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votes
1answer
2k views

“I will call you back” instead of “I will call back you” Why? [duplicate]

Why "I will call you back" instead of "I will call back you"? Here "call back" is a phrasal verb, and "back" is a particle. Then why are we separating the particle? Is there any rule for it?
7
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3answers
12k views

What is the correct verb that follows “as well as?” [closed]

Which of the following sentences (1, 2, both, neither) is acceptable? He as well as they are in the wrong. He as well as they is in the wrong. Reopen note: Two things are troublesome about this. ...
7
votes
2answers
489 views

Name for when an adjective modifying a noun leaves the class of objects the noun describes

When adjectives modify nouns, usually they restrict the class of objects that the noun refers to. For example: Red car A red car is, in particular, an instance of a car. However, in specialty ...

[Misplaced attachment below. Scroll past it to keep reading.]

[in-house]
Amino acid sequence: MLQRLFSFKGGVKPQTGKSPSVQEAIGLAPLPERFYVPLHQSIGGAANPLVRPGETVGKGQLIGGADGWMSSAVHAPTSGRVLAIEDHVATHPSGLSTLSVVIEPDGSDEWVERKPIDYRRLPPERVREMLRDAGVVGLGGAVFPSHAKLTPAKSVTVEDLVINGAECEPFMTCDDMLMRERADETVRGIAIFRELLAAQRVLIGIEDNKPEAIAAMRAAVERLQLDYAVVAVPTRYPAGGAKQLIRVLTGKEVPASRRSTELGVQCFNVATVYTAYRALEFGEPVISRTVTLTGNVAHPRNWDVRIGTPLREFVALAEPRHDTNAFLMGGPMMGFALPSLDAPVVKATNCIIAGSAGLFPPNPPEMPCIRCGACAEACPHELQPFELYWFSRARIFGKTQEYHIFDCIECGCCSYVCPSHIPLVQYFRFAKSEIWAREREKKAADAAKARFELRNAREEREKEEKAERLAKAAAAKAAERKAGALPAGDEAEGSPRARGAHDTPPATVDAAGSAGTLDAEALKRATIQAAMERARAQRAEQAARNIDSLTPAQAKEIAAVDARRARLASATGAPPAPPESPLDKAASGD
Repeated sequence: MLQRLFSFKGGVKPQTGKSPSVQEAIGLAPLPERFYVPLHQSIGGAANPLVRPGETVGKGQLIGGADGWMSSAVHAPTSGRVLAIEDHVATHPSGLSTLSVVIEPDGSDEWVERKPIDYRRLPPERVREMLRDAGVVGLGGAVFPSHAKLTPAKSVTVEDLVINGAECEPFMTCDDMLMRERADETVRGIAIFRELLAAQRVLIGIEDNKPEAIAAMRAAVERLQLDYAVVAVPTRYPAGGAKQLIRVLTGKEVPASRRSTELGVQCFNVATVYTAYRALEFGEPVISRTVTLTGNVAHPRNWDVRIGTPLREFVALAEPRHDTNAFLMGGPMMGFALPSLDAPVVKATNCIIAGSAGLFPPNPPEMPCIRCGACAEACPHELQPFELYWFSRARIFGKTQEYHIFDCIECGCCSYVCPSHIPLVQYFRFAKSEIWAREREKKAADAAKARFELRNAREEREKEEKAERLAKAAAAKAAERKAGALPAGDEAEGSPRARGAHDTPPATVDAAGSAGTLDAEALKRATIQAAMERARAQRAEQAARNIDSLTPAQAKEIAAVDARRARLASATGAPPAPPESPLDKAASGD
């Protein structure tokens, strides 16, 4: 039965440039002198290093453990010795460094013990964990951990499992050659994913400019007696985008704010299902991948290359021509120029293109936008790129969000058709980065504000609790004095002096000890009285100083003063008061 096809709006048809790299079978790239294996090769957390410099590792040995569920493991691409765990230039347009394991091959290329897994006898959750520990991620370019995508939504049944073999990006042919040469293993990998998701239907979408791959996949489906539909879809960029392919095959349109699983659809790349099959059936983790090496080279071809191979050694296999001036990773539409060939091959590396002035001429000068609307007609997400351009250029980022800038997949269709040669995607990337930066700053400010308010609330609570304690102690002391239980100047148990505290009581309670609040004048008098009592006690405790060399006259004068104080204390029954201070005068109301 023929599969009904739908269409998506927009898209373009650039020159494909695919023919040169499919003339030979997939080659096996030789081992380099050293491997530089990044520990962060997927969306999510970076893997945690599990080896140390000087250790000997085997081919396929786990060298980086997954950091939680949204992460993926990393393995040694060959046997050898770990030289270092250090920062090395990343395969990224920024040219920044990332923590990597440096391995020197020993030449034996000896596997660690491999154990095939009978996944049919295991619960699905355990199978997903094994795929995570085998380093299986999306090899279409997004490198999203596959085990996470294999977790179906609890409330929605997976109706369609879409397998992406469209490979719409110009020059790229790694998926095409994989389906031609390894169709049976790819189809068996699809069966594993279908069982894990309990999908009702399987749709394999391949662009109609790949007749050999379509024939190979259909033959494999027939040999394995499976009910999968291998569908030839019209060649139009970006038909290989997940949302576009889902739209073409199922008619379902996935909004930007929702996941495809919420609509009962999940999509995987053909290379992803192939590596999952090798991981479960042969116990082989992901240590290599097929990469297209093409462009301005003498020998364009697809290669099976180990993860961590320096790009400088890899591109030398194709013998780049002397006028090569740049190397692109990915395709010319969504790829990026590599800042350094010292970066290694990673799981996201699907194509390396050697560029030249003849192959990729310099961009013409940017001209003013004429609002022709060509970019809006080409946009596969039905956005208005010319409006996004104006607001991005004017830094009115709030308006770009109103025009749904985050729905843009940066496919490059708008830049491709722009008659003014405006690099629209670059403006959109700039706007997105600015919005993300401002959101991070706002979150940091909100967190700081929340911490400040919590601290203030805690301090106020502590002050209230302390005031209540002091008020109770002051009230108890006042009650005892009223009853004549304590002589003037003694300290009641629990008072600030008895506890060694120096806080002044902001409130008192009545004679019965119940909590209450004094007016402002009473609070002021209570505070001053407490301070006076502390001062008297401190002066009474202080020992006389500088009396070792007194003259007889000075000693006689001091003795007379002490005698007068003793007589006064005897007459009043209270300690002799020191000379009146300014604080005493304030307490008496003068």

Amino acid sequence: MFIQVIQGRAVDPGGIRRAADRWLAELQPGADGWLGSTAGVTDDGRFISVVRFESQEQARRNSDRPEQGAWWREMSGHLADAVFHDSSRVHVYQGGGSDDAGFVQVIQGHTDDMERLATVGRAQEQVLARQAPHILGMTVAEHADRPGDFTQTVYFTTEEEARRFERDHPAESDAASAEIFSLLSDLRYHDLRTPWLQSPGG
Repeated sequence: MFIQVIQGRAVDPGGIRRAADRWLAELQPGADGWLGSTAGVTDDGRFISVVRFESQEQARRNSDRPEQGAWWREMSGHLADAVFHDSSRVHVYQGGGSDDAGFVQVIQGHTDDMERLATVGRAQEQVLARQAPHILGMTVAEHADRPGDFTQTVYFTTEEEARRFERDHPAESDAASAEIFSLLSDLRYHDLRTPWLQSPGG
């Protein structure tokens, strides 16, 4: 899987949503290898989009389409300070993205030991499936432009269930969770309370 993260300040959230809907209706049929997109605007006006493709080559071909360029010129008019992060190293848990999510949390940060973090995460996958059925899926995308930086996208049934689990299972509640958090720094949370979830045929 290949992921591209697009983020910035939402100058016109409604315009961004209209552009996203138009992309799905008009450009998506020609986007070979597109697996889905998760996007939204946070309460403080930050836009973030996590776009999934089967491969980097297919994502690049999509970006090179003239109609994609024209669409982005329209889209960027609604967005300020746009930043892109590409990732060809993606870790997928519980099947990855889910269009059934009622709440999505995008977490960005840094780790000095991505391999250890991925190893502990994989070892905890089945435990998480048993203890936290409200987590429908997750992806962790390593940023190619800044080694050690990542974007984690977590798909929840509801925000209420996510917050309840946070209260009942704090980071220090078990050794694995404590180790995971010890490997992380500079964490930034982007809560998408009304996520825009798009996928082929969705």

3
votes
1answer
3k views

Why “he is known to me” instead of “he is known by me”

Why do we say he is known to me instead of he is known by me? We know that the passive is formed by by. Then why is it not he is known by me? Actually I want to know the structure.
1
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1answer
1k views

“Without first having…” vs. “Without having to first…” [closed]

Which one of the following is better? Without first having... Without having to first... Is there a difference?
0
votes
0answers
29 views

Do you need to get “a” -or- “an” European ID [duplicate]

I'm writing the sentence: You need to get a (an) European ID. Everyone I've spoken to says "an European ID" sounds strange (we are Americans). What is the correct way to write this sentence?
5
votes
3answers
49k views

Is this correct: “Let me know once you finish”?